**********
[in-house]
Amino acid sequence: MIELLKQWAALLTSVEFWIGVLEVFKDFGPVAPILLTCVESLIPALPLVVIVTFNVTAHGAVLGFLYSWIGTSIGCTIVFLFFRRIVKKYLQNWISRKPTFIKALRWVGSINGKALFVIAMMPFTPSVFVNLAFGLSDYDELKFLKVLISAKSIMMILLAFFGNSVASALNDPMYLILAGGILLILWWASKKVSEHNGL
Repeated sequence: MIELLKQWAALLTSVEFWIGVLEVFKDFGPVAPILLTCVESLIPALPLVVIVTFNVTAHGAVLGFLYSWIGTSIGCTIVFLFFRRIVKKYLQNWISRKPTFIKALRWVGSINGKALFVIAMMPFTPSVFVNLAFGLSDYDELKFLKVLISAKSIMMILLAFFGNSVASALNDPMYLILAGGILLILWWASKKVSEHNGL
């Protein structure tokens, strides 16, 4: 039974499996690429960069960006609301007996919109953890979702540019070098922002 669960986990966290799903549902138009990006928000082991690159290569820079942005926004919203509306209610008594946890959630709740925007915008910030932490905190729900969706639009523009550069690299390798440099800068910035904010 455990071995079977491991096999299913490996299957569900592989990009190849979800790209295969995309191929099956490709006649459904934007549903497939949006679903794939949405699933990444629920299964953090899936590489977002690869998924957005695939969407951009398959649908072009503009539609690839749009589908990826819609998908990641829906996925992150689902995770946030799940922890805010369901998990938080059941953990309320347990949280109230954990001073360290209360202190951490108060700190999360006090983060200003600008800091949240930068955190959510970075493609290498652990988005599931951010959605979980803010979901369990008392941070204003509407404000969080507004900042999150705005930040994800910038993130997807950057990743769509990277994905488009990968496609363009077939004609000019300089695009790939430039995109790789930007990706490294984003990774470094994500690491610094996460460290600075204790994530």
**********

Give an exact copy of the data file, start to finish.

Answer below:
[in-house]
Amino acid sequence: MIELLKQWAALLTSVEFWIGVLEVFKDFGPVAPILLTCVESLIPALPLVVIVTFNVTAHGAVLGFLYSWIGTSIGCTIVFLFFRRIVKKYLQNWISRKPTFIKALRWVGSINGKALFVIAMMPFTPSVFVNLAFGLSDYDELKFLKVLISAKSIMMILLAFFGNSVASALNDPMYLILAGGILLILWWASKKVSEHNGL
Repeated sequence: MIELLKQWAALLTSVEFWIGVLEVFKDFGPVAPILLTCVESLIPALPLVVIVTFNVTAHGAVLGFLYSWIGTSIGCTIVFLFFRRIVKKYLQNWISRKPTFIKALRWVGSINGKALFVIAMMPFTPSVFVNLAFGLSDYDELKFLKVLISAKSIMMILLAFFGNSVASALNDPMYLILAGGILLILWWASKKVSEHNGL
């Protein structure tokens, strides 16, 4: 039974499996690429960069960006609301007996919109953890979702540019070098922002 669960986990966290799903549902138009990006928000082991690159290569820079942005926004919203509306209610008594946890959630709740925007915008910030932490905190729900969706639009523009550069690299390798440099800068910035904010 455990071995079977491991096999299913490996299957569900592989990009190849979800790209295969995309191929099956490709006649459904934007549903497939949006679903794939949405699933990444629920299964953090899936590489977002690869998924957005695939969407951009398959649908072009503009539609690839749009589908990826819609998908990641829906996925992150689902995770946030799940922890805010369901998990938080059941953990309320347990949280109230954990001073360290209360202190951490108060700190999360006090983060200003600008800091949240930068955190959510970075493609290498652990988005599931951010959605979980803010979901369990008392941070204003509407404000969080507004900042999150705005930040994800910038993130997807950057990743769509990277994905488009990968496609363009077939004609000019300089695009790939430039995109790789930007990706490294984003990774470094994500690491610094996460460290600075204790994530």